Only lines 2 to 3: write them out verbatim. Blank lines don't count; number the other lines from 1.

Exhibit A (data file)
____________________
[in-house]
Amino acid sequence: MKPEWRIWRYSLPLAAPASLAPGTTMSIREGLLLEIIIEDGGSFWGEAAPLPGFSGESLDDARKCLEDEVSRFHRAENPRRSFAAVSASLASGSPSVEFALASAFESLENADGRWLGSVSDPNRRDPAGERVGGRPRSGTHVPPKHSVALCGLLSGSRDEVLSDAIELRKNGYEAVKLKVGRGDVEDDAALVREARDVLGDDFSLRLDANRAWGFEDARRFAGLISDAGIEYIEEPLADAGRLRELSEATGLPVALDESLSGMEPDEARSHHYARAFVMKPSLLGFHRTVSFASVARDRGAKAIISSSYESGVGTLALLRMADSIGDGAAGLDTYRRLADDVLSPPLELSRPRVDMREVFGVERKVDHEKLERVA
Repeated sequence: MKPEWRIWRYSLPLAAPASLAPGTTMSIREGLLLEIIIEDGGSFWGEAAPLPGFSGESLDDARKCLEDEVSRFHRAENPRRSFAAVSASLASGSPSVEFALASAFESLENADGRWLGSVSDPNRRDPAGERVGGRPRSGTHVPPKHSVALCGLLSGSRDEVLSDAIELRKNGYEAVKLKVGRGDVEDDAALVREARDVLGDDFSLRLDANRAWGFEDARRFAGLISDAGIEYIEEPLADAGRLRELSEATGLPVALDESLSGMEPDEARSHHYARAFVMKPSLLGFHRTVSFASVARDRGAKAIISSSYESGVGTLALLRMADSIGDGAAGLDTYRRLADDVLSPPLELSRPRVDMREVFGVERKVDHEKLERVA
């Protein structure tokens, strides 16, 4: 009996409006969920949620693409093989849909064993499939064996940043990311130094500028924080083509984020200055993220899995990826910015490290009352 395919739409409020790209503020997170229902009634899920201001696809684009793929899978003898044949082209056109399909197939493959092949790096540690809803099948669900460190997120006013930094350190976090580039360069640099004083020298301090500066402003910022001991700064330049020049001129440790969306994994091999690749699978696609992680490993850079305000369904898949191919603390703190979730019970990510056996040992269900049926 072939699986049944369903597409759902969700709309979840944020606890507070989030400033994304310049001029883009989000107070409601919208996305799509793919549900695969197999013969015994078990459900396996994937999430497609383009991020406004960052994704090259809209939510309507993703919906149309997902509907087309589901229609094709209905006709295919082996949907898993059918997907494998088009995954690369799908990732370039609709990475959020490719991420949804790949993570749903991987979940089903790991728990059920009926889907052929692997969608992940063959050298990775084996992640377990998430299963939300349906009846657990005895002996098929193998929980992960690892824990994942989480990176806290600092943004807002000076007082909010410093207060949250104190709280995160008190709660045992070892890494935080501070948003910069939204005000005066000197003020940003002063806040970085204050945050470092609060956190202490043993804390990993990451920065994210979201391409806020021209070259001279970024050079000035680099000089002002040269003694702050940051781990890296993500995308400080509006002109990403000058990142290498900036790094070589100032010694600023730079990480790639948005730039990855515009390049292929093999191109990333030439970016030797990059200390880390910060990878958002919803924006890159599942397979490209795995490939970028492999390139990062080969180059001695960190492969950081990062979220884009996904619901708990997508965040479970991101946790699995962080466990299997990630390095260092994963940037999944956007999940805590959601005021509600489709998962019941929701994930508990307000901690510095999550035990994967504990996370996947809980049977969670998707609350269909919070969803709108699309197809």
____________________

Amino acid sequence: MKPEWRIWRYSLPLAAPASLAPGTTMSIREGLLLEIIIEDGGSFWGEAAPLPGFSGESLDDARKCLEDEVSRFHRAENPRRSFAAVSASLASGSPSVEFALASAFESLENADGRWLGSVSDPNRRDPAGERVGGRPRSGTHVPPKHSVALCGLLSGSRDEVLSDAIELRKNGYEAVKLKVGRGDVEDDAALVREARDVLGDDFSLRLDANRAWGFEDARRFAGLISDAGIEYIEEPLADAGRLRELSEATGLPVALDESLSGMEPDEARSHHYARAFVMKPSLLGFHRTVSFASVARDRGAKAIISSSYESGVGTLALLRMADSIGDGAAGLDTYRRLADDVLSPPLELSRPRVDMREVFGVERKVDHEKLERVA
Repeated sequence: MKPEWRIWRYSLPLAAPASLAPGTTMSIREGLLLEIIIEDGGSFWGEAAPLPGFSGESLDDARKCLEDEVSRFHRAENPRRSFAAVSASLASGSPSVEFALASAFESLENADGRWLGSVSDPNRRDPAGERVGGRPRSGTHVPPKHSVALCGLLSGSRDEVLSDAIELRKNGYEAVKLKVGRGDVEDDAALVREARDVLGDDFSLRLDANRAWGFEDARRFAGLISDAGIEYIEEPLADAGRLRELSEATGLPVALDESLSGMEPDEARSHHYARAFVMKPSLLGFHRTVSFASVARDRGAKAIISSSYESGVGTLALLRMADSIGDGAAGLDTYRRLADDVLSPPLELSRPRVDMREVFGVERKVDHEKLERVA